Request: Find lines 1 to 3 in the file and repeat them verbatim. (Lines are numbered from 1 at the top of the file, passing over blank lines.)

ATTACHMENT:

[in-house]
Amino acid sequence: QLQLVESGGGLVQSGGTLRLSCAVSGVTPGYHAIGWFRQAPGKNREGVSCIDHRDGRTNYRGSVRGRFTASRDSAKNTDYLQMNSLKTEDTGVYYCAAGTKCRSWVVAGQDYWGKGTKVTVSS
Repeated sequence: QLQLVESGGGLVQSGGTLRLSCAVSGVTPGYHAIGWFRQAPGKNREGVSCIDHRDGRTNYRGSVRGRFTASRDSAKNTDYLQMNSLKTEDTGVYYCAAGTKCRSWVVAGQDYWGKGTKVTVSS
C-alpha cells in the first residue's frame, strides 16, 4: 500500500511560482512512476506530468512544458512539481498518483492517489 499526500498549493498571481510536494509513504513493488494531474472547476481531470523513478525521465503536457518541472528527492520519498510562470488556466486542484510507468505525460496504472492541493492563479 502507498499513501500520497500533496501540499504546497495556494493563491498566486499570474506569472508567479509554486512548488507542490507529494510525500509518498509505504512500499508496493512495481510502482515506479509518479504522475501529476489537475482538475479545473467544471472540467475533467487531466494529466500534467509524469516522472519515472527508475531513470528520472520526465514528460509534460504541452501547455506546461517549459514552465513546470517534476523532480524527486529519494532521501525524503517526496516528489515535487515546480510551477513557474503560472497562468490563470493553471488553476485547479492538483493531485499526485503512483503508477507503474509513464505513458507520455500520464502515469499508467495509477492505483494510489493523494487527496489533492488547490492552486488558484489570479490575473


[in-house]
Amino acid sequence: QLQLVESGGGLVQSGGTLRLSCAVSGVTPGYHAIGWFRQAPGKNREGVSCIDHRDGRTNYRGSVRGRFTASRDSAKNTDYLQMNSLKTEDTGVYYCAAGTKCRSWVVAGQDYWGKGTKVTVSS
Repeated sequence: QLQLVESGGGLVQSGGTLRLSCAVSGVTPGYHAIGWFRQAPGKNREGVSCIDHRDGRTNYRGSVRGRFTASRDSAKNTDYLQMNSLKTEDTGVYYCAAGTKCRSWVVAGQDYWGKGTKVTVSS